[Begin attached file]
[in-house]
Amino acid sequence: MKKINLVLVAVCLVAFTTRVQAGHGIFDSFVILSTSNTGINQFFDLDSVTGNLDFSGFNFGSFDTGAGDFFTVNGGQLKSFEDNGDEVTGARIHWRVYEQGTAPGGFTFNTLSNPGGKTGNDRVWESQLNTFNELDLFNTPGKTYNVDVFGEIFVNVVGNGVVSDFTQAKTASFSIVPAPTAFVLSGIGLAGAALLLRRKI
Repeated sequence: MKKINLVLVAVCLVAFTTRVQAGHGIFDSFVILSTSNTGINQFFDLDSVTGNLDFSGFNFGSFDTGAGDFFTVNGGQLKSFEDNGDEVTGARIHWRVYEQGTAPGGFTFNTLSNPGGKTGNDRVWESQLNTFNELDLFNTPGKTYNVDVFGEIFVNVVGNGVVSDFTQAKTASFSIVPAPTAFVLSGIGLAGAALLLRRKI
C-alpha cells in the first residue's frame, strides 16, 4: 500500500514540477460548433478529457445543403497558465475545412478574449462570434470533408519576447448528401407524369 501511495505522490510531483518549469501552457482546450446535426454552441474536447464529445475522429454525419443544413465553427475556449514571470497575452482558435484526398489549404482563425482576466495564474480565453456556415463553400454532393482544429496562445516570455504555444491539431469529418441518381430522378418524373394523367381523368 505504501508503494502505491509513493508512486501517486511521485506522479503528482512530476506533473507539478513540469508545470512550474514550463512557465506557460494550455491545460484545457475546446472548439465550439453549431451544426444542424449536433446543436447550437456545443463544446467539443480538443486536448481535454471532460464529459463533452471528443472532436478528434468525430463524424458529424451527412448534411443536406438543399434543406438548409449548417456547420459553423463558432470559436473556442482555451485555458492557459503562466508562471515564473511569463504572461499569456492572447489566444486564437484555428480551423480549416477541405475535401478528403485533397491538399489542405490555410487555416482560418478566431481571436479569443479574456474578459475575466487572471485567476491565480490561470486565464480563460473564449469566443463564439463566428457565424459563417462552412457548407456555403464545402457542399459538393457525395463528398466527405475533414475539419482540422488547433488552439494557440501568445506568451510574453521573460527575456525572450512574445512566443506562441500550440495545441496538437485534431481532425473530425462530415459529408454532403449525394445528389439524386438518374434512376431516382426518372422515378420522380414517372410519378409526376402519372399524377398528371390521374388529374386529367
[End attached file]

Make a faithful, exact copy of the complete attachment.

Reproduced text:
[in-house]
Amino acid sequence: MKKINLVLVAVCLVAFTTRVQAGHGIFDSFVILSTSNTGINQFFDLDSVTGNLDFSGFNFGSFDTGAGDFFTVNGGQLKSFEDNGDEVTGARIHWRVYEQGTAPGGFTFNTLSNPGGKTGNDRVWESQLNTFNELDLFNTPGKTYNVDVFGEIFVNVVGNGVVSDFTQAKTASFSIVPAPTAFVLSGIGLAGAALLLRRKI
Repeated sequence: MKKINLVLVAVCLVAFTTRVQAGHGIFDSFVILSTSNTGINQFFDLDSVTGNLDFSGFNFGSFDTGAGDFFTVNGGQLKSFEDNGDEVTGARIHWRVYEQGTAPGGFTFNTLSNPGGKTGNDRVWESQLNTFNELDLFNTPGKTYNVDVFGEIFVNVVGNGVVSDFTQAKTASFSIVPAPTAFVLSGIGLAGAALLLRRKI
C-alpha cells in the first residue's frame, strides 16, 4: 500500500514540477460548433478529457445543403497558465475545412478574449462570434470533408519576447448528401407524369 501511495505522490510531483518549469501552457482546450446535426454552441474536447464529445475522429454525419443544413465553427475556449514571470497575452482558435484526398489549404482563425482576466495564474480565453456556415463553400454532393482544429496562445516570455504555444491539431469529418441518381430522378418524373394523367381523368 505504501508503494502505491509513493508512486501517486511521485506522479503528482512530476506533473507539478513540469508545470512550474514550463512557465506557460494550455491545460484545457475546446472548439465550439453549431451544426444542424449536433446543436447550437456545443463544446467539443480538443486536448481535454471532460464529459463533452471528443472532436478528434468525430463524424458529424451527412448534411443536406438543399434543406438548409449548417456547420459553423463558432470559436473556442482555451485555458492557459503562466508562471515564473511569463504572461499569456492572447489566444486564437484555428480551423480549416477541405475535401478528403485533397491538399489542405490555410487555416482560418478566431481571436479569443479574456474578459475575466487572471485567476491565480490561470486565464480563460473564449469566443463564439463566428457565424459563417462552412457548407456555403464545402457542399459538393457525395463528398466527405475533414475539419482540422488547433488552439494557440501568445506568451510574453521573460527575456525572450512574445512566443506562441500550440495545441496538437485534431481532425473530425462530415459529408454532403449525394445528389439524386438518374434512376431516382426518372422515378420522380414517372410519378409526376402519372399524377398528371390521374388529374386529367